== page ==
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Sand facility allowed to operate

A sand-washing facility stationed in the protected red-zone area of Koh Kong’s Tatai Wildlife Sanctuary, will be allowed to operate despite a ban on sand dredging in the area.
A sand-washing facility stationed in the protected red-zone area of Koh Kong’s Tatai Wildlife Sanctuary, will be allowed to operate despite a ban on sand dredging in the area. Photo supplied

Sand facility allowed to operate

A Koh Kong environmental official yesterday said a company with a sand-washing facility in an area where the Ministry of Mines and Energy last month banned sand dredging would be allowed to keep and operate its facility.

The facility, located inside a wildlife sanctuary, had drawn the ire of activists and was part of the basis for a request by an opposition lawmaker for more information on dredging in the area – a request that was rejected yesterday.

Mom Phalla, director of the Environment Department, said the Ministry of Mines and Energy’s directive banned sand extraction for export, but the sand-washing facility would process sand for domestic use, and therefore could remain where it is.

Phalla claimed the company had a “licence”, though he would not say who issued it, and added that the company also had an Environmental Impact Assessment (EIA) – an assertion disputed by the Environment Ministry.

“The sand-washing facility at Prek Tatai has a licence to [process] sand for domestic consumption,” he said. “Therefore, they can operate there. It does not severely affect [the area]. It is small, and they will use normal freshwater to wash it.”

Last month, the Ministry of Environment said it would review an EIA for SCTWN Development Co Ltd, which is behind the facility. However, Danh Serey, director of the ministry’s Environment Impact Assessment Department, said he had not received the EIA, and referred questions to officials in charge of protected areas.

Heng Nareth, director of environmental protection at the Ministry of Environment, claimed the ministry had not given permission for the facility to operate as they only review the EIA.

Pech Siyun, director of the Koh Kong Provincial Mines and Energy Department, declined to comment on the case. Yos Monirath, spokesman for the Ministry of Mines and Energy, also declined to comment unless answers were submitted via letter.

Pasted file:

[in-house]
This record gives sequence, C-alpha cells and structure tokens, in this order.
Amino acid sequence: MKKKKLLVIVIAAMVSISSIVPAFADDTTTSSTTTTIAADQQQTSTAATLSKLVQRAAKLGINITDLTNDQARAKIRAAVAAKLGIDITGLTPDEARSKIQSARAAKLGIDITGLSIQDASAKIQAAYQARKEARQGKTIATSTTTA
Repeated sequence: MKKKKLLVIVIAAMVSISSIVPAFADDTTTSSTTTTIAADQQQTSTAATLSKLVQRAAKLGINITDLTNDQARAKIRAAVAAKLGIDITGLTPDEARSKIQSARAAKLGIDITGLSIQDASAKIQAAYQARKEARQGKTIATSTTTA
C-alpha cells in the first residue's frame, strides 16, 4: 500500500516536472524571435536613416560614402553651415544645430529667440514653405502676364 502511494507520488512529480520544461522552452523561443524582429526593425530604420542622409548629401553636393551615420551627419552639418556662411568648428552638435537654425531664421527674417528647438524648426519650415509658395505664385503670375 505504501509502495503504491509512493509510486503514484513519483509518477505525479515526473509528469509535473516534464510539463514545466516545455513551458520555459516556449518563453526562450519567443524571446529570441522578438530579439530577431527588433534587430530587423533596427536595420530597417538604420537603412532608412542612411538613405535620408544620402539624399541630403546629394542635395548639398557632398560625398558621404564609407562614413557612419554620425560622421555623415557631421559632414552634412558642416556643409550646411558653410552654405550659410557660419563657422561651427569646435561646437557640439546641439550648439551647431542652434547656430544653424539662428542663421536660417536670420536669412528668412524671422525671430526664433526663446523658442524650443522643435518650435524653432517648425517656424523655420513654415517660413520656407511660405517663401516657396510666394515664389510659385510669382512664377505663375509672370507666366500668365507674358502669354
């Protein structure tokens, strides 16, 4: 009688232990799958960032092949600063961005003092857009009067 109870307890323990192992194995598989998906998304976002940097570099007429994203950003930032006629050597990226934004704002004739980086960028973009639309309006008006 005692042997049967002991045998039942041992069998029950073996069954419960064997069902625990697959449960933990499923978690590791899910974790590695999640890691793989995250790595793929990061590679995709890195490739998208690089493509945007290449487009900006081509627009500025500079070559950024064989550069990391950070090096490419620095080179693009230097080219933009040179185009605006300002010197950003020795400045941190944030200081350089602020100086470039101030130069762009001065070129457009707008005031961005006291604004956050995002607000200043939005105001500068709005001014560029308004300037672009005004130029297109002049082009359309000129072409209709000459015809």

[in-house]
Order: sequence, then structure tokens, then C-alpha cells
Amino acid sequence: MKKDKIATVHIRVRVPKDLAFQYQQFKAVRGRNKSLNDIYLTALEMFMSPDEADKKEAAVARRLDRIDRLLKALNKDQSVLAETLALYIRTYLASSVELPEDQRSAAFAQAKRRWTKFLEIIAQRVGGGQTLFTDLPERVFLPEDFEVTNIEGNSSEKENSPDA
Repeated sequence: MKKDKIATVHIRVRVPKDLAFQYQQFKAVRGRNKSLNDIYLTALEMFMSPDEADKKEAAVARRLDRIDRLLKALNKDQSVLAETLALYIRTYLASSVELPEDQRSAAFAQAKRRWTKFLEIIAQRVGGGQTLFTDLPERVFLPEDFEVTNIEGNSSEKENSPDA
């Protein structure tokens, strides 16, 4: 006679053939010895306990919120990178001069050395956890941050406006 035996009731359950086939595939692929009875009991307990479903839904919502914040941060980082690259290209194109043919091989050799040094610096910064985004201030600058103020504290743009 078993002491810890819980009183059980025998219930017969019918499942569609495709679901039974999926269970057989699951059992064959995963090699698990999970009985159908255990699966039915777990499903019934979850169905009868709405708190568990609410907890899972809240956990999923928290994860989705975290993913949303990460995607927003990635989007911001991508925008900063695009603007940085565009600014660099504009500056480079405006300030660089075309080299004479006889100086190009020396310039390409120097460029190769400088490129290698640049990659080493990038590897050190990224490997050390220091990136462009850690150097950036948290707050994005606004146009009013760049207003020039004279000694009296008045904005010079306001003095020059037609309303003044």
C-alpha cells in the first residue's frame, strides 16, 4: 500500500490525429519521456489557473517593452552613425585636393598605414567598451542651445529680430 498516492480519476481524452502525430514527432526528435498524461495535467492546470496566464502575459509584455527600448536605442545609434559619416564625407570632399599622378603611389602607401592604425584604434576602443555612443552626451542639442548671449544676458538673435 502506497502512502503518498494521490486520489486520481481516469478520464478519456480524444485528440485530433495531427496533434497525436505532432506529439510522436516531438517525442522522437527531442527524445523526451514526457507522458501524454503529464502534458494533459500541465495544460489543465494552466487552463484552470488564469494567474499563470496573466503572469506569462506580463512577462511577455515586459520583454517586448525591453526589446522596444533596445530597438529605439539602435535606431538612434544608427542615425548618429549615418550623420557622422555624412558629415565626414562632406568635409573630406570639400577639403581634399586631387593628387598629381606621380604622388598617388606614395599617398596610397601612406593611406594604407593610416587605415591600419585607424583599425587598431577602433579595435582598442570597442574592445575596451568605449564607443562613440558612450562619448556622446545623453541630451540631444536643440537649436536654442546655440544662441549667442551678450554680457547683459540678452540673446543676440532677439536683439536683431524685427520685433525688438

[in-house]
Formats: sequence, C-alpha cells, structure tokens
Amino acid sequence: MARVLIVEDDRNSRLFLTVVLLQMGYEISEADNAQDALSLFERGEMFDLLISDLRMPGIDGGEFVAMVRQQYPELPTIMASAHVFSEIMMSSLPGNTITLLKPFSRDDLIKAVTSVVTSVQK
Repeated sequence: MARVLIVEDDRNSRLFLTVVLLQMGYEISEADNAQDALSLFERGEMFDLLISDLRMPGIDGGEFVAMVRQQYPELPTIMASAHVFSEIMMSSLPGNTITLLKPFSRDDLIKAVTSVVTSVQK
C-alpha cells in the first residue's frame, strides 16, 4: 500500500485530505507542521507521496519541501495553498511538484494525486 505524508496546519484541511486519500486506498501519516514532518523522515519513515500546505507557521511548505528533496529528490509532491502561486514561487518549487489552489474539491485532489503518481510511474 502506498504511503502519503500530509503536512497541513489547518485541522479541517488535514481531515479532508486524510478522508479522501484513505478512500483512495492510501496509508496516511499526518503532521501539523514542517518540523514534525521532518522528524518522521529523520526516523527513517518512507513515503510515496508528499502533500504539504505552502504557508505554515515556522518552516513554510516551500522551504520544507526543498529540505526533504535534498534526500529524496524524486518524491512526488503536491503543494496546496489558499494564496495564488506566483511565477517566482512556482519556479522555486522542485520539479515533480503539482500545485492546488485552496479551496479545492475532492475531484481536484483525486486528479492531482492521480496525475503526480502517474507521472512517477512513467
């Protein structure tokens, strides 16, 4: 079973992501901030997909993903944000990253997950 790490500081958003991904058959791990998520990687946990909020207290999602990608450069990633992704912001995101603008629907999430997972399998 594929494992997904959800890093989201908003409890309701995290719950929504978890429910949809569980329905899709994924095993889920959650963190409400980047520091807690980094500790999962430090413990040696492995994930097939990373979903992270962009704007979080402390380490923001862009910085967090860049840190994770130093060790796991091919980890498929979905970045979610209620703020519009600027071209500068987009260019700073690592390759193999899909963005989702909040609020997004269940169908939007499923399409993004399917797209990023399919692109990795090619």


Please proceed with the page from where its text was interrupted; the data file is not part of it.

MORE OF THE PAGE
Sos Nara, a member of the Koh Sralao community, said Chinese workers at the sand-washing facility told him the company spent a lot of money on it.

“If they don’t relocate it, we still worry because they can secretly [dredge] at night time,” he said. “The [sand] washing will affect our fishing.”

Cambodia National Rescue Party lawmaker Son Chhay on Monday submitted a letter to National Assembly President Heng Samrin to sign and forward to Mines and Energy Minister Suy Sem.

The letter requested more information on sand dredging and the sand-washing facility, following the decision by the Ministry of Mines and Energy to permanently ban sand exports from Koh Kong. Samrin blocked the request.

National Assembly spokesman Leng Peng Long said Chhay cited articles 69 and 96 of the Cambodian Constitution, which he insisted did not pertain to his request.

However, Article 96 states that members of the National Assembly have the right to raise questions to any government official. Article 69, meanwhile, cites the state’s responsibility to “preserve and promote national culture” and historical sites.

Furthermore, neither the constitution nor the Internal Regulation of the National Assembly give authority to the president of the National Assembly to deny such requests.

Peng Long went on to accuse Chhay of “interference in the government’s affairs, because the government is in charge of managing the directive”.

Chhay said that Samrin had “no right” to block his request to Sem.

“This is unusual and very strange,” he said, calling the action “serious”, as a “parliamentarian no longer has any role to monitor the executive branch”.

“Every institution has come under the hands of the government,” he said. “That’s concerning.”

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